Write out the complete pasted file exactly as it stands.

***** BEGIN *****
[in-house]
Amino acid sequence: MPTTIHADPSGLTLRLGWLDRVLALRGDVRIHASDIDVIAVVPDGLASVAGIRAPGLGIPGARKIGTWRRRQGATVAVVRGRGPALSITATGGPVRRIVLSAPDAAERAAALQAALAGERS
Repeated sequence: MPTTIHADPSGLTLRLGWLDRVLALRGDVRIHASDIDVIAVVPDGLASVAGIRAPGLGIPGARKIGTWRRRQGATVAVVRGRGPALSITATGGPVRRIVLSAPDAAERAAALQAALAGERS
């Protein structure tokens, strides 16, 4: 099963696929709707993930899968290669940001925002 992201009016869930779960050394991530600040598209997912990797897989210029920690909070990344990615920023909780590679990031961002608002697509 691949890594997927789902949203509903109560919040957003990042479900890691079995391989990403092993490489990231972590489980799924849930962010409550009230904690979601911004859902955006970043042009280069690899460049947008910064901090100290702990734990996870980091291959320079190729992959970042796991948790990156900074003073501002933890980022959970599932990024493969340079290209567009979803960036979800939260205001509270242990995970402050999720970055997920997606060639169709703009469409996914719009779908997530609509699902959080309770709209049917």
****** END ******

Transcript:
[in-house]
Amino acid sequence: MPTTIHADPSGLTLRLGWLDRVLALRGDVRIHASDIDVIAVVPDGLASVAGIRAPGLGIPGARKIGTWRRRQGATVAVVRGRGPALSITATGGPVRRIVLSAPDAAERAAALQAALAGERS
Repeated sequence: MPTTIHADPSGLTLRLGWLDRVLALRGDVRIHASDIDVIAVVPDGLASVAGIRAPGLGIPGARKIGTWRRRQGATVAVVRGRGPALSITATGGPVRRIVLSAPDAAERAAALQAALAGERS
């Protein structure tokens, strides 16, 4: 099963696929709707993930899968290669940001925002 992201009016869930779960050394991530600040598209997912990797897989210029920690909070990344990615920023909780590679990031961002608002697509 691949890594997927789902949203509903109560919040957003990042479900890691079995391989990403092993490489990231972590489980799924849930962010409550009230904690979601911004859902955006970043042009280069690899460049947008910064901090100290702990734990996870980091291959320079190729992959970042796991948790990156900074003073501002933890980022959970599932990024493969340079290209567009979803960036979800939260205001509270242990995970402050999720970055997920997606060639169709703009469409996914719009779908997530609509699902959080309770709209049917």